7) Your amazing attitude. Everyone on a set knows everyone, and word travels fast. When you come with an attitude of gratitude + graciousness, as if you are the guest in someone’s home, people notice. Even if no one says anything to you about your positive energy, I promise you, it is appreciated. Keep it up for 12 hours + you will definitely be remembered. I am amazed at how much an actor stands out when they are simply professional, accommodating, not complaining + happy to be there. A little friendliness + remembering people’s names goes a long way.
8) Something to do. Anytime you think you are only going to be on a set for a few hours and don’t bring anything to do, you will probably end up being there all day. And there will be times when you bring your favorite book hoping you can read the rest of it and you won’t have time to turn a page. Either way, it is so much better to be safe than sorry. Bring something to do in your trailer that keeps you in the zone of what you came here to do + yet occupies your mind. (i.e. Don’t start watching a tear jerker movie if you’re there to do a comedy + already have been through the make-up trailer!)
9) The Ultimate Audition + Performance Collection. Your job is to be ready when the director calls action. Be sure to have all the tools in place that get you there. Whatever that is for you, whether it’s running your lines, visualizing or meditating or all three. That’s why I created The Ultimate Audition + Performance Collection, to give you everything you need to get into a confident + knowing place on any kind of job, no matter the stakes. There are audios to help you deal with every kind of challenge you may face including how to not get intimidated working opposite a celebrity, to dealing with difficult people. No matter what you encounter on the job (a diva attitude or a screaming director), you still have to deliver. So access the collection to prepare yourself physically, mentally + emotionally for the work you are there to do, no matter the obstacles you may encounter. You got this!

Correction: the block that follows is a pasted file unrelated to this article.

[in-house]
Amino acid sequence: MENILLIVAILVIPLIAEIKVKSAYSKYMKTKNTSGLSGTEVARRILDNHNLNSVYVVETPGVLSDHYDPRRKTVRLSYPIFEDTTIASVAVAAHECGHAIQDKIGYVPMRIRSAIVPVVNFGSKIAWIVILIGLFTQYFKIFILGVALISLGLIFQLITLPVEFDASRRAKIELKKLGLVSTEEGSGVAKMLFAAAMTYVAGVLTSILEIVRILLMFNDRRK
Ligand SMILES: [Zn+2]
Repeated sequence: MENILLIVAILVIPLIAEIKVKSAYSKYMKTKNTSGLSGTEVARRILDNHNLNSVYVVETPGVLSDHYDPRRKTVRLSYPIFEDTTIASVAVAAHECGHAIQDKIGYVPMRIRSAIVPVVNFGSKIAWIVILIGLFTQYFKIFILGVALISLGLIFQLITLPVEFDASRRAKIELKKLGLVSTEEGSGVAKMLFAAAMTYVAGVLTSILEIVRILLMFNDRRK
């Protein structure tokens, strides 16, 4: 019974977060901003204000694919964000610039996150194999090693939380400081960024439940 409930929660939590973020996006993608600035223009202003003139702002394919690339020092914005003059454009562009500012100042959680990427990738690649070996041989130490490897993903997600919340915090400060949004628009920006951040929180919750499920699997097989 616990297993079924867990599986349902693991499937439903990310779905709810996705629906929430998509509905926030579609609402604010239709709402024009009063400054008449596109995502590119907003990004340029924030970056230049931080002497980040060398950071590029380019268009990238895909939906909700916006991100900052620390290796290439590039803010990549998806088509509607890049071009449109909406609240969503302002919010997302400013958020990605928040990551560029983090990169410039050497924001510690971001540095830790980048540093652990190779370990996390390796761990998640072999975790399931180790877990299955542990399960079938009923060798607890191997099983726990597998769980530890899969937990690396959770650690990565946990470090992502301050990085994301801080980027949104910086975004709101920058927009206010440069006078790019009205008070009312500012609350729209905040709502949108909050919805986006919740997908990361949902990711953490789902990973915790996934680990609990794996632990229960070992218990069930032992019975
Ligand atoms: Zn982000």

10) The feeling that you are enough. You got the job, and yet, I hear from so many actors who say they can end up degrading themselves on the actual shoot. It’s easy to belittle your role, and make a job you beat out so many other actors to book, all of a sudden feel like it is barely a victory. Acknowledge this feeling + then please know that this is simply a lie your ego would like you to believe. It is not true. You are enough. You are there. They hired you because they wanted you to play this part. You are an important piece of the puzzle.
When you cultivate the feeling of “I am enough,” you level the playing field, no matter who you are working opposite + you end up not questioning any of your choices, even when the director doesn’t give you positive feedback along the way. (I was lucky to have the amazing director, Jeannot Scwarz, guiding me with such grace + encouragement – but that is not always the case.) Sometimes no direction means you are doing great.
So, there’s my top 10 list. When you look back on this list (and add a few of your own things), you will find that when you arrive on set, you will feel great + be well-prepared for anything that is thrown your way. You will also go home 12- 14 hours later, knowing you did your best and that it was appreciated.
In fact, when Nathan Fillion + Stana Katic gave me a big hug at the end of shooting my scenes and said, “You are so wonderful,” I realized it had a lot to do with many of the items on the above list, since they all helped me to bring my best work to the set.
Leave a comment below + tell me YOUR favorite items you like to bring to set.
Make a list now + keep it near your desk. It may also become a nice way of telling the Universe you are ready for your next gig.
Love + Gratitude,~Wendy Braun